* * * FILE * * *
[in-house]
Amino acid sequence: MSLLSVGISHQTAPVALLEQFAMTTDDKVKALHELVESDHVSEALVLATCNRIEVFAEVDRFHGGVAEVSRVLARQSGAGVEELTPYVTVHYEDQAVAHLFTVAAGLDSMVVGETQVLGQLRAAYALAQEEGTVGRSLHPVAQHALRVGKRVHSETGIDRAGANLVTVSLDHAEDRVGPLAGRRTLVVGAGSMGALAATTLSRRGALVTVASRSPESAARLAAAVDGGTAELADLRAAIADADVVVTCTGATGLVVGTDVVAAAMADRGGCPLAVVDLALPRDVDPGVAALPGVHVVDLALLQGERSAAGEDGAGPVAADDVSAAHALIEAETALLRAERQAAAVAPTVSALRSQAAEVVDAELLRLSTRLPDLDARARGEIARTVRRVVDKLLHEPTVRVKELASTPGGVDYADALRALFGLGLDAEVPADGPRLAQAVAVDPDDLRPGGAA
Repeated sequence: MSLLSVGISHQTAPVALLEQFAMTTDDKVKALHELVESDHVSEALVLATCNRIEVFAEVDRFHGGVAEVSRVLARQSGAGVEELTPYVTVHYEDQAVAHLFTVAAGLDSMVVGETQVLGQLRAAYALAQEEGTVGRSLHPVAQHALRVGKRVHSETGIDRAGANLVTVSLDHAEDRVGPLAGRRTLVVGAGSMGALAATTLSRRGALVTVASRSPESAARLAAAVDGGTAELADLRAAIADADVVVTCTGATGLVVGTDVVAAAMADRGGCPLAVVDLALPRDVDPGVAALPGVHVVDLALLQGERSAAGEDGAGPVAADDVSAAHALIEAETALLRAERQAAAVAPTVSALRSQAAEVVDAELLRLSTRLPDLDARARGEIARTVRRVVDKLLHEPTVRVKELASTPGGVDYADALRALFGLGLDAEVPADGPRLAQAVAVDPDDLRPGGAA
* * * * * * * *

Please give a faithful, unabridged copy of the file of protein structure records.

[in-house]
Amino acid sequence: MSLLSVGISHQTAPVALLEQFAMTTDDKVKALHELVESDHVSEALVLATCNRIEVFAEVDRFHGGVAEVSRVLARQSGAGVEELTPYVTVHYEDQAVAHLFTVAAGLDSMVVGETQVLGQLRAAYALAQEEGTVGRSLHPVAQHALRVGKRVHSETGIDRAGANLVTVSLDHAEDRVGPLAGRRTLVVGAGSMGALAATTLSRRGALVTVASRSPESAARLAAAVDGGTAELADLRAAIADADVVVTCTGATGLVVGTDVVAAAMADRGGCPLAVVDLALPRDVDPGVAALPGVHVVDLALLQGERSAAGEDGAGPVAADDVSAAHALIEAETALLRAERQAAAVAPTVSALRSQAAEVVDAELLRLSTRLPDLDARARGEIARTVRRVVDKLLHEPTVRVKELASTPGGVDYADALRALFGLGLDAEVPADGPRLAQAVAVDPDDLRPGGAA
Repeated sequence: MSLLSVGISHQTAPVALLEQFAMTTDDKVKALHELVESDHVSEALVLATCNRIEVFAEVDRFHGGVAEVSRVLARQSGAGVEELTPYVTVHYEDQAVAHLFTVAAGLDSMVVGETQVLGQLRAAYALAQEEGTVGRSLHPVAQHALRVGKRVHSETGIDRAGANLVTVSLDHAEDRVGPLAGRRTLVVGAGSMGALAATTLSRRGALVTVASRSPESAARLAAAVDGGTAELADLRAAIADADVVVTCTGATGLVVGTDVVAAAMADRGGCPLAVVDLALPRDVDPGVAALPGVHVVDLALLQGERSAAGEDGAGPVAADDVSAAHALIEAETALLRAERQAAAVAPTVSALRSQAAEVVDAELLRLSTRLPDLDARARGEIARTVRRVVDKLLHEPTVRVKELASTPGGVDYADALRALFGLGLDAEVPADGPRLAQAVAVDPDDLRPGGAA